You can Check out Video :

You can Download Project File Pkt From here for version 7.1

Monday, September 24, 2018

Half duplex and full duplex

Half duplex and full duplex

In telecommunications, a two-sided communication system is a point-to-point system of two devices that can communicate with each other in both directions. Both types of duplex communication systems are available in Ethernet environments:

Half duplex - A port can send data only if it does not receive data. In other words, it can not send and receive data at the same time. Network hubs operate in half-duplex mode to avoid collisions. Because hubs are rare in modern LANs, the half-duplex system is no longer widely used in Ethernet networks.
Full duplex - all nodes can send and receive simultaneously on their port. There is no full-duplex collision, but the host network adapter and the switch port must support full duplex mode. Ethernet full duplex uses two pairs of cables instead of a single pair of cables, such as half duplex.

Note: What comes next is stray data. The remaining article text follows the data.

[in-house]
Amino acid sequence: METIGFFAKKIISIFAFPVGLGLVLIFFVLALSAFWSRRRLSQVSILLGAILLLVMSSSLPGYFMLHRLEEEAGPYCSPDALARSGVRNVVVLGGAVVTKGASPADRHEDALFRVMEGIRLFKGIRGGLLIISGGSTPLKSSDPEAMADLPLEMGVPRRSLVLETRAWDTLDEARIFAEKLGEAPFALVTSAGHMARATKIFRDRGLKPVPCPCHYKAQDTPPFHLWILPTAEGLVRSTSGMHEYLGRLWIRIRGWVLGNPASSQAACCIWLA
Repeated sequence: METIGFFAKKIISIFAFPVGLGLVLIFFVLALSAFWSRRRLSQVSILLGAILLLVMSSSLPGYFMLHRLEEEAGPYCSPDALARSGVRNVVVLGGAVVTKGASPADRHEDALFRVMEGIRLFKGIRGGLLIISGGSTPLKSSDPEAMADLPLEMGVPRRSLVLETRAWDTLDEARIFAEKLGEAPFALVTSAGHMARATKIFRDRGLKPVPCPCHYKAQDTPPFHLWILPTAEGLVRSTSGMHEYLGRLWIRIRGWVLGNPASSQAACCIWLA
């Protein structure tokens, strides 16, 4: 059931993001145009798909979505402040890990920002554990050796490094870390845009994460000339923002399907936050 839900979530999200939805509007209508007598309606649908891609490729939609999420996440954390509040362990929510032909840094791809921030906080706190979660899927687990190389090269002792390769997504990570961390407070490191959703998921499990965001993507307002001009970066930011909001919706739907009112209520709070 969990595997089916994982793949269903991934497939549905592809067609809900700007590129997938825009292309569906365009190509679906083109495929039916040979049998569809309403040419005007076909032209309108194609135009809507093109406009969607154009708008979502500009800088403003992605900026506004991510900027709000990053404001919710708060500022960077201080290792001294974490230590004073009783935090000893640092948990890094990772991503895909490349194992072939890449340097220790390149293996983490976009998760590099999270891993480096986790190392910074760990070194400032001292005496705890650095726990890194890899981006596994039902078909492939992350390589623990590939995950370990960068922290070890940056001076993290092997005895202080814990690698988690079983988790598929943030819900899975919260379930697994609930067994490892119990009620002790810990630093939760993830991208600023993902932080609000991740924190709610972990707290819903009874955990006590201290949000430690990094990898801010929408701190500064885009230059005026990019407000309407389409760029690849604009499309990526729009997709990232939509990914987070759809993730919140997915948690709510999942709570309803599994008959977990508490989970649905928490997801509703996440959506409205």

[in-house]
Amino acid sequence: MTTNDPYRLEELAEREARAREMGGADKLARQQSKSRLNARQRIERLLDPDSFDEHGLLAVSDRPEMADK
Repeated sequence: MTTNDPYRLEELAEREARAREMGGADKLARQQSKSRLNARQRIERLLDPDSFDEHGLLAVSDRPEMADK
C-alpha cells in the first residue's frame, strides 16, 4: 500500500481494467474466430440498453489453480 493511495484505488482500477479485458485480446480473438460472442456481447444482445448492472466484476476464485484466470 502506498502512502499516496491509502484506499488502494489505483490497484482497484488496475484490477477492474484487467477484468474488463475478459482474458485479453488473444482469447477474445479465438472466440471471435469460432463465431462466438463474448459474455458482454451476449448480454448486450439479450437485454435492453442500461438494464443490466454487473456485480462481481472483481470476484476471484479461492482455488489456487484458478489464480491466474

Each network adapter and switch port have a duplex setting. All connections between hosts and switches or between switches must use full duplex mode. However, all connections connected to a LAN concentrator must use half-duplex mode to avoid duplex incompatibility, which can affect network performance.

On Windows, you can specify duplex settings in the Network Adapter Properties window:

Friday, September 21, 2018

OSI Model Interview Questions

OSI Model Interview Questions

The Open Systems Interconnection Model (OSI) was created by the International Organization for Standardization (ISO), the international standardization body. It was designed as a reference model for describing the functions of the communication system. The OSI model provides the basis for creating and implementing network standards and devices and describes how network applications on different computers can interact through networked media. It has seven levels, each layer describes another function of the data passing through the network.